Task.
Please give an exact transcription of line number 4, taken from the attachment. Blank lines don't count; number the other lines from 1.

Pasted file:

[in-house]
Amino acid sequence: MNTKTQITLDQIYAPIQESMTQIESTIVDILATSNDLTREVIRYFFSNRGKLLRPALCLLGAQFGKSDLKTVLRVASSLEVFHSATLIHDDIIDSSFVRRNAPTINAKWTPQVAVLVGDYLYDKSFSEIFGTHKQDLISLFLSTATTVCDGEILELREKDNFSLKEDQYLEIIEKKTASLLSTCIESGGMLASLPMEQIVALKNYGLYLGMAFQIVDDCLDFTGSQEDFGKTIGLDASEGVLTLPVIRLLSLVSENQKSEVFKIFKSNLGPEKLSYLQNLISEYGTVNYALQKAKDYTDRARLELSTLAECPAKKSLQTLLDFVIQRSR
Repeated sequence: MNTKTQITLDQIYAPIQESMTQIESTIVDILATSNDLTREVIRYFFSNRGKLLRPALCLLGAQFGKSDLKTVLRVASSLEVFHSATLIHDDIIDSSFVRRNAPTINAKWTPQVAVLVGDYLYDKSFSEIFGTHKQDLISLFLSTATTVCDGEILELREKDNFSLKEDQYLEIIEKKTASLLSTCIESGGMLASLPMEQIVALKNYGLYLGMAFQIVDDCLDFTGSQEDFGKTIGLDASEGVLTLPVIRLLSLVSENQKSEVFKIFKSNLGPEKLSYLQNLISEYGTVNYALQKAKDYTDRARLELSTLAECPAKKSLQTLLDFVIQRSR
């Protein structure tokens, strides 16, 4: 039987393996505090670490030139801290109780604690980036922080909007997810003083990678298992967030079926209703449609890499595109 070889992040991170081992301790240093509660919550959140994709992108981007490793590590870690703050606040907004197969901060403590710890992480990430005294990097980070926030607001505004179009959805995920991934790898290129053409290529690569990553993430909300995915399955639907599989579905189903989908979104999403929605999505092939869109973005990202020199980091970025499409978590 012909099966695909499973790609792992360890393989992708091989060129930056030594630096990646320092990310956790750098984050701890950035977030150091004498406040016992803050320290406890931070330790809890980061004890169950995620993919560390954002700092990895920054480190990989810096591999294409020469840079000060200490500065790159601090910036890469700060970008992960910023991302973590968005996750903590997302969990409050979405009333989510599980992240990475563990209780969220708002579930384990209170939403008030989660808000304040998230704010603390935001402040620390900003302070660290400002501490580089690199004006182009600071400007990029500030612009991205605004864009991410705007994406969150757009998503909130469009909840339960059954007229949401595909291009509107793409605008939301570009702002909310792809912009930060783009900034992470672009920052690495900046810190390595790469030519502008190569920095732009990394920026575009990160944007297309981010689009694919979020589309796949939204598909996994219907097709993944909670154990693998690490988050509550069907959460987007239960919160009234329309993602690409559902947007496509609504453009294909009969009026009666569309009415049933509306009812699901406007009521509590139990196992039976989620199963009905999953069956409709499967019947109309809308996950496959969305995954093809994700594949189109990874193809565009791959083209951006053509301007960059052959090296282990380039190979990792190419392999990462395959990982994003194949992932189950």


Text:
């Protein structure tokens, strides 16, 4: 039987393996505090670490030139801290109780604690980036922080909007997810003083990678298992967030079926209703449609890499595109 070889992040991170081992301790240093509660919550959140994709992108981007490793590590870690703050606040907004197969901060403590710890992480990430005294990097980070926030607001505004179009959805995920991934790898290129053409290529690569990553993430909300995915399955639907599989579905189903989908979104999403929605999505092939869109973005990202020199980091970025499409978590 012909099966695909499973790609792992360890393989992708091989060129930056030594630096990646320092990310956790750098984050701890950035977030150091004498406040016992803050320290406890931070330790809890980061004890169950995620993919560390954002700092990895920054480190990989810096591999294409020469840079000060200490500065790159601090910036890469700060970008992960910023991302973590968005996750903590997302969990409050979405009333989510599980992240990475563990209780969220708002579930384990209170939403008030989660808000304040998230704010603390935001402040620390900003302070660290400002501490580089690199004006182009600071400007990029500030612009991205605004864009991410705007994406969150757009998503909130469009909840339960059954007229949401595909291009509107793409605008939301570009702002909310792809912009930060783009900034992470672009920052690495900046810190390595790469030519502008190569920095732009990394920026575009990160944007297309981010689009694919979020589309796949939204598909996994219907097709993944909670154990693998690490988050509550069907959460987007239960919160009234329309993602690409559902947007496509609504453009294909009969009026009666569309009415049933509306009812699901406007009521509590139990196992039976989620199963009905999953069956409709499967019947109309809308996950496959969305995954093809994700594949189109990874193809565009791959083209951006053509301007960059052959090296282990380039190979990792190419392999990462395959990982994003194949992932189950």